The touchscreen performance was nothing to write home about. Sometimes it was pretty responsive to my inputs, sometimes it wasn’t. But swipe gestures were a bit difficult to execute precisely overall. The speakers, though downward-firing, sounded a little tiny to my liking and lacked thump. Further, the glossy nature of the display also makes it a fingerprint magnet, something that becomes more noticeable when you use it in tablet mode.

It was nice, nevertheless, to have 2-in-1 functionality. I’m a bit of a loner and I liked having a big-ish display to accompany me in the kitchen (I don’t recommend you do this) as I watched the latest episode of Young Sheldon.

The top of the display also houses a 720p webcam with a privacy slider. It doesn’t take up a lot of bezel real estate and is compatible with Windows Hello, which means you can unlock your laptop with it. The webcam quality is nothing extraordinary, but it’s not terrible either and you can totally use it to attend Zoom calls or Google Meets.

Keyboard and trackpad
Given its small footprint, the Latitude 7320 has a surprisingly well-spaced keyboard. But that didn’t translate into a good typing experience. While I did like the size and travel of the keys, I didn’t like the feedback. I wasn’t quite sure about my inputs getting registered at times, which is a bummer for a work laptop. One thing I did like was the distinctive feel of the power button and how well it was integrated into the keyboard. I never pressed it by accident, and whenever I did press it, it felt purposeful and deliberate. The trackpad, though small, was pretty responsive and I had no issues with it.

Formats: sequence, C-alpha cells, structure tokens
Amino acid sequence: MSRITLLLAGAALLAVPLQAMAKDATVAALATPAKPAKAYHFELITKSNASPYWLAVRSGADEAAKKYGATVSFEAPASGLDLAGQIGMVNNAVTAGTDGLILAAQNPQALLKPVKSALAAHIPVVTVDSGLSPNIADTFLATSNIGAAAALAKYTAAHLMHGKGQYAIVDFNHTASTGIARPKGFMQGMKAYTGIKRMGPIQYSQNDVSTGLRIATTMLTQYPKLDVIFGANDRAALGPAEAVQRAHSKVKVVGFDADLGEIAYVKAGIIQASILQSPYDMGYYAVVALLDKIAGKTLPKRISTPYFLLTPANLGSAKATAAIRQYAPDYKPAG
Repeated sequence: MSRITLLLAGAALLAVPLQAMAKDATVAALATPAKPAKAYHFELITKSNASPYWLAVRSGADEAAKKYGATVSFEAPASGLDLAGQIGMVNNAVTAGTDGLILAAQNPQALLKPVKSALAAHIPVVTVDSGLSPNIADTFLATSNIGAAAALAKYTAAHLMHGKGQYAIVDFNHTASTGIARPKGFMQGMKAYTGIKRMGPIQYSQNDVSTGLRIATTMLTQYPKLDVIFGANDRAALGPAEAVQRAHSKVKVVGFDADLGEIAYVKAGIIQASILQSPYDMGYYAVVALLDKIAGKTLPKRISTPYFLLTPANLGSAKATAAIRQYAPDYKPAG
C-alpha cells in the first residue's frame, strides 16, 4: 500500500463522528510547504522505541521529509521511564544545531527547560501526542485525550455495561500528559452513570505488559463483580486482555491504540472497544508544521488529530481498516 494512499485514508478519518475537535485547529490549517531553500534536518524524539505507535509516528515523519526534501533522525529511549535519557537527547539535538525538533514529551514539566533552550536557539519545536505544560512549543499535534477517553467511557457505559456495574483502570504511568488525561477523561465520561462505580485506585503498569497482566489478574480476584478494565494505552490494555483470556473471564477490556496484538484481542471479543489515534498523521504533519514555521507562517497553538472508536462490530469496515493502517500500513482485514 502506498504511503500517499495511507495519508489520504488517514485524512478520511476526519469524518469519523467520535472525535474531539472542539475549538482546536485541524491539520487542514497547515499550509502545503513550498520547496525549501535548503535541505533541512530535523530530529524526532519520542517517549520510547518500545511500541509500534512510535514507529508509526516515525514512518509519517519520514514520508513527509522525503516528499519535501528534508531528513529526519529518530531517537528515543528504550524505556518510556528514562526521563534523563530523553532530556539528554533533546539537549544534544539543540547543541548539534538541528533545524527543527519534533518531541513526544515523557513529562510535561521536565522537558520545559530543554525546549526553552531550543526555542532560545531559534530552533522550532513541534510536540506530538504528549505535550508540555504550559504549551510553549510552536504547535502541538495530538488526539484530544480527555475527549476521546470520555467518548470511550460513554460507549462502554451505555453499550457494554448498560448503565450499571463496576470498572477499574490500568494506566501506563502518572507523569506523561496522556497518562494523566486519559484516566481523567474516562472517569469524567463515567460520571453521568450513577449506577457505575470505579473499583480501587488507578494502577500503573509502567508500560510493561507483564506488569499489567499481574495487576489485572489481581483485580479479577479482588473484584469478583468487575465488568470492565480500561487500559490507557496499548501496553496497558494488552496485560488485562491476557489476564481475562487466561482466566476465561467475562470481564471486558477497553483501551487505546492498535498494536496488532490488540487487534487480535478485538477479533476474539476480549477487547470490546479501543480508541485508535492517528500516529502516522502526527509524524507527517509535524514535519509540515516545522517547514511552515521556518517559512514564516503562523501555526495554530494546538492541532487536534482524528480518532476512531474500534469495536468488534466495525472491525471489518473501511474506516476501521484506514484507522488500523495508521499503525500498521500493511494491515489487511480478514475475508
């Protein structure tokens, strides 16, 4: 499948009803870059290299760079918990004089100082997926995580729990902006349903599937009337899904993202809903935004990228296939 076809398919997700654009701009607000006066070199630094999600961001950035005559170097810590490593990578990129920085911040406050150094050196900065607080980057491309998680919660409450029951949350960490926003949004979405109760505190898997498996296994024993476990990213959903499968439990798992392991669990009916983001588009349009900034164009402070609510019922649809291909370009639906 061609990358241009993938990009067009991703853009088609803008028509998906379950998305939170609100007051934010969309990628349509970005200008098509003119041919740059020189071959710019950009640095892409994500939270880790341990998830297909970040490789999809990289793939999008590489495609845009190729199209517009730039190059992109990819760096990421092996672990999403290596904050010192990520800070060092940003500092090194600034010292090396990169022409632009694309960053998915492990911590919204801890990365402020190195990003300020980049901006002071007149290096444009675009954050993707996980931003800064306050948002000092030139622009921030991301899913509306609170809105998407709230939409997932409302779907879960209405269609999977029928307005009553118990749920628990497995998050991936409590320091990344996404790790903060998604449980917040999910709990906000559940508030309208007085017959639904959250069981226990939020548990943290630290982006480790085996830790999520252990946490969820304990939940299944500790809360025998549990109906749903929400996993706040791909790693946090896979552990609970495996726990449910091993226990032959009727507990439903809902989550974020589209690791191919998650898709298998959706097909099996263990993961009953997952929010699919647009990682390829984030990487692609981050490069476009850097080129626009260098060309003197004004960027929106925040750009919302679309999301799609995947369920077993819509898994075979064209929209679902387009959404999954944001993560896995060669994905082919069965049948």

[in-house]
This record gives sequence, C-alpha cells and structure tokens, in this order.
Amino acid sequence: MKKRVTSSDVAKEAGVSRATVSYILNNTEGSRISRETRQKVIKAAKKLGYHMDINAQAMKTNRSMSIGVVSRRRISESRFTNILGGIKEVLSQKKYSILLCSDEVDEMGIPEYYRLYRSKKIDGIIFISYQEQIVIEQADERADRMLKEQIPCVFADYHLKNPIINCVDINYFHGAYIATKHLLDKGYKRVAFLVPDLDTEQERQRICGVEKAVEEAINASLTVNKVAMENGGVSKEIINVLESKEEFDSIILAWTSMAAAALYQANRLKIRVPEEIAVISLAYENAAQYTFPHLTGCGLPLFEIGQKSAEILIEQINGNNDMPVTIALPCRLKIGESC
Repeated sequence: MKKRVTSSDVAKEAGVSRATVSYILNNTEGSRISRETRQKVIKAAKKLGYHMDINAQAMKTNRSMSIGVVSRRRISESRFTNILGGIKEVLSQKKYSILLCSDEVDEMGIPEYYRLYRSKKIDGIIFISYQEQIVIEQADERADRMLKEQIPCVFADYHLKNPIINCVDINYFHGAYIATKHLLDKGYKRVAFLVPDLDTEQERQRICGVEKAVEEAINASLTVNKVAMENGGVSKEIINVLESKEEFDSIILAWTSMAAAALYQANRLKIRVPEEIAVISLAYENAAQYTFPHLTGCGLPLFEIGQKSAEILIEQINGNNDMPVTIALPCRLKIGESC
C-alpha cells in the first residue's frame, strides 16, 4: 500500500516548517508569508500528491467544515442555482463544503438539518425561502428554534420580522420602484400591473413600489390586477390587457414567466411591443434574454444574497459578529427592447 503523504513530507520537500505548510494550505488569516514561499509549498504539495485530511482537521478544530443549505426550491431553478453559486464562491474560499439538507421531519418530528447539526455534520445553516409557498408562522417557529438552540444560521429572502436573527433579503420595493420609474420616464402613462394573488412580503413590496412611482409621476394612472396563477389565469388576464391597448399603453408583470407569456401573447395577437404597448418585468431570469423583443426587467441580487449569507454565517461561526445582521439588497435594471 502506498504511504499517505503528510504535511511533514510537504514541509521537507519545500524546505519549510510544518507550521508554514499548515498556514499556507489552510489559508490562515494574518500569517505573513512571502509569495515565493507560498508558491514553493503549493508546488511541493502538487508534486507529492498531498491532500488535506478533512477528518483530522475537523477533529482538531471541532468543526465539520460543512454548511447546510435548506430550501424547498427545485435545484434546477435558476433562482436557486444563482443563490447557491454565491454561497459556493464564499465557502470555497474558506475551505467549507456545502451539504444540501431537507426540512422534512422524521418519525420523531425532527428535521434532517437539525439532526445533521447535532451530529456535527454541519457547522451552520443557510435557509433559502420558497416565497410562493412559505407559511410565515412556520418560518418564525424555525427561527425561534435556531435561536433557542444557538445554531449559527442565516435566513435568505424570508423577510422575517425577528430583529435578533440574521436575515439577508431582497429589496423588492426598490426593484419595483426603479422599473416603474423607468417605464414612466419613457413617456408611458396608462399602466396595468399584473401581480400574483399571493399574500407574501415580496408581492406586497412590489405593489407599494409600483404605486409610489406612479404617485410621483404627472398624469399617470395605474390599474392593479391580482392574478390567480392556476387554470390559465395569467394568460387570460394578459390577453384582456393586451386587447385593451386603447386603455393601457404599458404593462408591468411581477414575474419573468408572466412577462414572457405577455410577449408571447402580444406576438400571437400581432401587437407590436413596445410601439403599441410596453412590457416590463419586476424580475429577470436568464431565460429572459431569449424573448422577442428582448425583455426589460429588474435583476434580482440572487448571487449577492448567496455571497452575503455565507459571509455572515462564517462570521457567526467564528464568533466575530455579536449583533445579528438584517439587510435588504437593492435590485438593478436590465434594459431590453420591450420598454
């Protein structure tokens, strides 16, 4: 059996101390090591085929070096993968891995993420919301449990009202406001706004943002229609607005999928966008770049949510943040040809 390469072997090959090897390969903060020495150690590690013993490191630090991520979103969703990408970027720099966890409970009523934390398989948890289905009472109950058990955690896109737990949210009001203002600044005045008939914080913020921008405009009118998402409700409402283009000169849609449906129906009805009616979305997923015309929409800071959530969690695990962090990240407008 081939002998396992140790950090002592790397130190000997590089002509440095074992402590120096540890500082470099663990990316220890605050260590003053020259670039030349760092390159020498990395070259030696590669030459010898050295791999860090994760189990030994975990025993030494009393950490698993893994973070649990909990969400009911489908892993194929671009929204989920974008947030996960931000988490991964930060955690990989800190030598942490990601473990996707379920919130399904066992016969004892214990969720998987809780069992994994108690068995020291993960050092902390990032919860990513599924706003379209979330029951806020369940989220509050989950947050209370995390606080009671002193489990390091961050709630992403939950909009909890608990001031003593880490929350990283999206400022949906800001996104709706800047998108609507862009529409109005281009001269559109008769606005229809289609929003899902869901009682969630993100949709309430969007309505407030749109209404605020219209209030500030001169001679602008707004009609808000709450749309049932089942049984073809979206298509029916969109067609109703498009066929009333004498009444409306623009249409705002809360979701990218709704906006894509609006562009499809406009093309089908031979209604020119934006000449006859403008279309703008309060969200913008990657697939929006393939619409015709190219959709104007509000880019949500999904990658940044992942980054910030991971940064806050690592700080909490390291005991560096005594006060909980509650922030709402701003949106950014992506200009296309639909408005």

Dell Latitude 7320 Review — A good-looking compact convertible let down by the keyboard
The Dell Latitude 7320's keyboard is nice and spaced out, but has poor tactile feedback.


In terms of wireless connectivity, you have the latest WiFi 6 offering along with Bluetooth 5.1 across the lineup. Connecting to a network is quick and so are the data speeds. I also connected a pair of headphones and speakers wirelessly via Bluetooth, and the results were acceptable, offering about 7-8m of uninterrupted wireless connectivity.

Battery backup is pretty important for a business laptop like this and I was able to extract eight hours easily. This was achieved while browsing some Chrome, filling spreadsheets, playing videos and writing documents. Playing Age of Empires 2 for an hour, cut the backup by an hour and a half, which isn’t terrible by any measure.

Given the great design, portability, build quality, crisp display and good battery life, the Dell Latitude 7320 makes for a good business laptop. The keyboard, though pretty well laid out, wasn’t very comfortable for my long fingers, but the typing experience may be slightly different for you. Given the vPro functionality, it can be a great choice for enterprises, but if you’re trying to buy something for yourself, there are better options available in the form of Dell Inspiron 15 and HP Envy x360 13 that are better specced for end consumers.

Great design & build qualityUnpredictable keyboard feedback
Crisp displayExpensive for end consumers
Good battery life
2-in-1 functionality